1976 MV AGUSTA 750 AMERICA

1976 MV AGUSTA 750 AMERICA


The performance figures for the 750s America we’re only only surpassed by the two-stroke bikes of the 1970’s, and then even not by much more than a whisker
— James McBride, Silodrome

How rare is it? What is disputed is just how many 750 Americas were made in the two years, 1975 and 1976. What is without dispute is that this example, with its low mileage, original paint and humbling patina, is very rare.


BIKE's HISTROY
—By Tim Parker

With less than 6,000 miles on the odometer, the bike is hardly broken in.

The 750 America, a development of the 750 S produced from 1970 into 1975 for a total of 556 units, was the model set to conquer the American market. Ambitious goals – there was talk in 1974 of MV selling 4,000-4,500 bikes in 1975 in the US alone – were set after lengthy talks between MV and “the US duo Chris Garville and Jim Cotherman”, the former of the Commerce Overseas Corporation (already a small MV importer) and the latter an Illinois dealer who had bought a few bikes from MV direct. With full encouragement from a hungry MV, they talked about a “Made for America” 750 that could be sold in much larger numbers. MV soon got to work. The 750 America was the result.


1976 MV AGUSTA 750 AMERICA DETAILS

  • VIN MV750 2210454
  • 5,991 miles
  • Air cooled, in-line 4-cylinder
  • Coated “race” exhaust
  • 32mm Dell’Orto carburetors
  • Tank signed by Giacomo Agostini
  • Borrani aluminum rims
  • The original 26mm carbs included
  • Air boxes included

  • Original paint full fairing

  • Two different stock “street” exhaust systems
  • Spare intake cam (a performance upgrade if installed in place of the stock exhaust cam)
  • Original points that came with the bike
  • Extra oil filters
  • NOS handlebar switch gear
  • MV workshop manual

 

Cycle magazine “tested” the first America in its May 1975 issue…editor the late Phil Schilling ordered one for himself!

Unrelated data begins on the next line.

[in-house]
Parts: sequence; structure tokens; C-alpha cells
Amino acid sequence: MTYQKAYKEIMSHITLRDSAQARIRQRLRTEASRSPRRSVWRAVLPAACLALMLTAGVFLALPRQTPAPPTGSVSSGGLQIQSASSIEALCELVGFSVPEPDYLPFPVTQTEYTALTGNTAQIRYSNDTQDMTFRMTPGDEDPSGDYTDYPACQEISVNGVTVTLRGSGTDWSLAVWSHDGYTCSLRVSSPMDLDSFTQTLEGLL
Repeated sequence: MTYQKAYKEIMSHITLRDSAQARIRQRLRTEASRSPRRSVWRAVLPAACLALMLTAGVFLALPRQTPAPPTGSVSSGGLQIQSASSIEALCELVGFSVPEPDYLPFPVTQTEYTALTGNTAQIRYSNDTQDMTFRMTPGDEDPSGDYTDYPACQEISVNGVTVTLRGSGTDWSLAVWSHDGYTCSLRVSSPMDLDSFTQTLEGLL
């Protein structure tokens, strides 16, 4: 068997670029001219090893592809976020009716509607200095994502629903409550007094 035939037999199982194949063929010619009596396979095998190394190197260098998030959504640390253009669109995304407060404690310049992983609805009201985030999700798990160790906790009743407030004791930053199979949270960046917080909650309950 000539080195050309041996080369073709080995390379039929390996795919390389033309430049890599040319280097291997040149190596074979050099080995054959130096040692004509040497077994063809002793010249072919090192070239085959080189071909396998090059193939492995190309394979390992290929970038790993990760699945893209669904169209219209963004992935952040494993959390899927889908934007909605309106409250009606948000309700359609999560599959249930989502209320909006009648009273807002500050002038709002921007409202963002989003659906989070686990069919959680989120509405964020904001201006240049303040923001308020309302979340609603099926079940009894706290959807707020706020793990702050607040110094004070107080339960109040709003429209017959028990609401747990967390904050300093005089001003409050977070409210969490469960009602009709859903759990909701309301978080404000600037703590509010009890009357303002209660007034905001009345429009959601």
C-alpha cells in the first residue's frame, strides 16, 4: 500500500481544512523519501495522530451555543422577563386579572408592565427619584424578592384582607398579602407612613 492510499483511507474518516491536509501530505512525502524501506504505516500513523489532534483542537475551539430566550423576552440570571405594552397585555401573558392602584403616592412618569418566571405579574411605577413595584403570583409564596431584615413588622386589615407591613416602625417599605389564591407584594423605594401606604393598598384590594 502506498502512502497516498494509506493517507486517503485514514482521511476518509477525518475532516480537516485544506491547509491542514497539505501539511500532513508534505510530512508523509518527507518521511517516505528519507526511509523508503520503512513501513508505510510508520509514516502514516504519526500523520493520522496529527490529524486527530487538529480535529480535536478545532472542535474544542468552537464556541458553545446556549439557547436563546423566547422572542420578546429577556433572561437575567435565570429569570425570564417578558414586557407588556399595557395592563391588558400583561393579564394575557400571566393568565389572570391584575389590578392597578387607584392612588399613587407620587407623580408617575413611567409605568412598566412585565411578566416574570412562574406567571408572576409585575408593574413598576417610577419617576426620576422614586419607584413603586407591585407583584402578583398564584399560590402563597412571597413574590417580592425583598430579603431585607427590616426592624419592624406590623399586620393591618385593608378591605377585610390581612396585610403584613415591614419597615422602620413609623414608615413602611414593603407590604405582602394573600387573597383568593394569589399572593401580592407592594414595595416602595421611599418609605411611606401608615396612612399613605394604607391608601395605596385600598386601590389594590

Soon after deliveries began. 

 

Last purchased about 10 years ago by the seller from Jeff Elghanayan – he “ended up with the MV race shop when they stopped racing in the late 1970s.” — little is known of the first 30 years of this bike other than that it retains its original paint – with Giacomo Agostini’s signature still on the tank.

At some point the bike was upgraded with 32mm Dell'Orto carburetors and a genuine 4-into-4 race exhaust coated black. The original 26mm carburetors and air boxes, together with a original paint, factory full fairing (albeit missing its factory decals), are included in the sale of the bike. The front turn signals are removed for the fairing to be installed. Two different stock “street” exhaust systems, a spare intake cam (a performance upgrade if installed in place of the stock exhaust cam), a spare set of NOS clutch plates, the original points that came with the bike, some extra oil filters, NOS handlebar switch gear, some brake parts, an MV workshop manual, all come with the bike, too.

With less than 6,000 miles on the odometer, the bike is hardly broken in. How rare is it? What is disputed is just how many 750 Americas were made in the two years, 1975 and 1976.  Lost in posterity is the factory claim that 540 left the production line. While far from being impossible, that number does seem unlikely. (There’s a “well published” photograph of the warehouse at the factory with 105 completed Americas waiting to be shipped.) Certainly not “all of the 540” came to the USA…there’s a strong rumor that only 200 came to these shores and another 50 were assembled from spares by the Agusta helicopter factory once proper production had stopped. Certainly the rest of the world received the America. 

What is without dispute is that this example, with its low mileage, original paint and humbling patina, is very rare.

1976 MV Agusta 750

 
 

Similarly, with or without the full fairing, the bike is as handsome as any of its rivals – Ducati’s 900 SS, Laverda’s 1000 and Moto Guzzi’s 850 Le Mans, but three examples – and suitably fettled, a rival on the street  with a neat balance of looks, performance and sound. 

 
 

PHOTOS BY: JAMES TYLER REED

 

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DISCLAIMER

Every single bike I buy and sell, I personally go through—not someone else. I am the owner operator of my small business, and I take what I do very seriously.  I work on the bikes, I ride the bikes.

If you are serious about buying a true collector piece from someone who not only has a passion for these bikes, but works on them, rides them, and collects them then call me. Jokingly people say to me, “these bikes don’t seem so rare as there are so many in your shop” well... I consider myself a custodian for these machines, they should go to people who will love, and appreciate them.